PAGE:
|Beware, The Snowman|
|Tagline||He's got a heart of cold!|
|Cover artist||Tim Jacobus|
|Media type||Print (Paperback)|
|Release date||January 1997|
|Number of Endings|
|Previous book||Calling All Creeps!|
|Next book||How I Learned to Fly|
It was released in January 1997.
The book begins with the main character, Jaclyn, reciting the following poem:
When the snows blow wild
And the day grows old,
Beware, the snowman, my child.
Beware, the snowman.
He brings the cold.
Jaclyn and her Aunt Greta have just moved. Aunt Greta, Jaclyn's legal guardian, decided that they needed a change from the blistery winter of Chicago, so they moved to the Arctic Circle. Being that Greta is her only living adult relative (her mother died when she was four and her father has mysteriously disappeared), she has no say in the matter. So she finds herself making the lateral move to the small arctic village of Sherpia. While driving into the village, Jaclyn notices that every yard features an identical snowman, one with a crimson scarf, twisted branches for arms, and a mysterious scar carved into its face.
They pull up to their new home, a small, modest building with a flat roof. Jaclyn looks out at all the snow covering the village. Her new bedroom is actually the attic, and the ceiling is so low that she can't stand up inside. But she does have that window. After looking outside for a while, she gets antsy and goes back downstairs.
Jaclyn wonders what her friends are doing back in Chicago. She imagines they are at a Bulls game. Jaclyn offers to help her aunt unpack but Greta insists she go out and investigate her new neighborhood. Jaclyn already saw most of what the town had to offer driving up to their shack: a church the size of a garage, a schoolhouse the size of a garage, a general store the size of a garage, a garage. She decides to investigate the other side of the village, the side with the enormous mountain at the end. As she treks through the thick, heavy snow towards the mountain, she notices more snowmen identical to the one in her front yard. Red scarf, gnarled branches, facial scar. Jaclyn treks a little deeper towards the outskirts of the village when she meets the children responsible for these creations: The preteen sibling duo of Rolonda and Eli Browning.
The children are very friendly, until Jaclyn presses them about why they make all of the snowmen look alike. They get even unfriendlier, when she tells them she is going to climb the mountain at the end of the village. They try to dissuade her from ascending the snow-covered peak by half-joking about how cold it gets, but Jaclyn suspects there's another reason for their apprehension. Jaclyn stays to talk a little longer with the children, who remain mostly friendly, then heads off to continue her investigation of the far-side of the village. As she leaves, she reassures the siblings that she is not going to climb the mountain. She starts climbing the mountain. After walking for some time and leaving behind the other houses of the village, she happens upon a little shack nestled within the forest near the bottom of the mountain. The door is ajar and she peeks her head inside. Suddenly, a ferocious white wolf attacks her. A voice cries out, "Down Wolfbane!"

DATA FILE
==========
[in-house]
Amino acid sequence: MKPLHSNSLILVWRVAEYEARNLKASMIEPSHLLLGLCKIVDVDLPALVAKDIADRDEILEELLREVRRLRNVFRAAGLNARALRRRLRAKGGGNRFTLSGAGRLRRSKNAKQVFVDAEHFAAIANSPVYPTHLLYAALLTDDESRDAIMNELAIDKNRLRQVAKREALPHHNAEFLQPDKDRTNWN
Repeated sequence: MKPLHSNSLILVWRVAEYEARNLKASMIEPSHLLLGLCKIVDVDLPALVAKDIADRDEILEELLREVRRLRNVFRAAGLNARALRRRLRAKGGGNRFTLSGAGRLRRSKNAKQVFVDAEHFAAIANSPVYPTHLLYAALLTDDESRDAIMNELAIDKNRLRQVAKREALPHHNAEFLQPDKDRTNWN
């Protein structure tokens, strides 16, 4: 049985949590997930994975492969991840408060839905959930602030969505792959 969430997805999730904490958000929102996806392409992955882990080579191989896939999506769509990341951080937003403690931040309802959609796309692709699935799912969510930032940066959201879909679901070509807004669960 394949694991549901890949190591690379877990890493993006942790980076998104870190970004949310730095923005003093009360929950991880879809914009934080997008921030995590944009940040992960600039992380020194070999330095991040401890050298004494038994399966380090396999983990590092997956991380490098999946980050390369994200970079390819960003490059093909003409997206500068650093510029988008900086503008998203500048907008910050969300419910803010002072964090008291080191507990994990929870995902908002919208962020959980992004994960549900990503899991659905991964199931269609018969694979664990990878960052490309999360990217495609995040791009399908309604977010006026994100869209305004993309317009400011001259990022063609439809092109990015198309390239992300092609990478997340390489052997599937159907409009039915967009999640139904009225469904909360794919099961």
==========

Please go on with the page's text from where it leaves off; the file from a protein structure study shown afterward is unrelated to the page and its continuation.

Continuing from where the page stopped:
The wolf's white-bearded owner is revealed to be wearing a denim shirt. The lanky man, who has long gray hair tied in a ponytail behind his back, accuses Jaclyn of breaking into his shack. She gets spooked and runs away towards the mountain. The old man gives chase and shouts at her "Beware, the snowman!" She stops and they face each other from opposite sides of an icy road. He tells her that she can't climb the mountain because she will not want to meet the snowman who lives in a cave on the top of the mountain. If she meets the snowman, she will never return.
Jaclyn turns to head towards the mountain again. So the old man sics his wolf on her. Jaclyn runs as fast as she can up the icy, winding mountain road. After she gets her bearings and makes her way back to the road, she sees that Wolfbane has stopped his pursuit. Jaclyn eases her way back to the village, picking up pace and running through the neighborhood until she arrives at her house.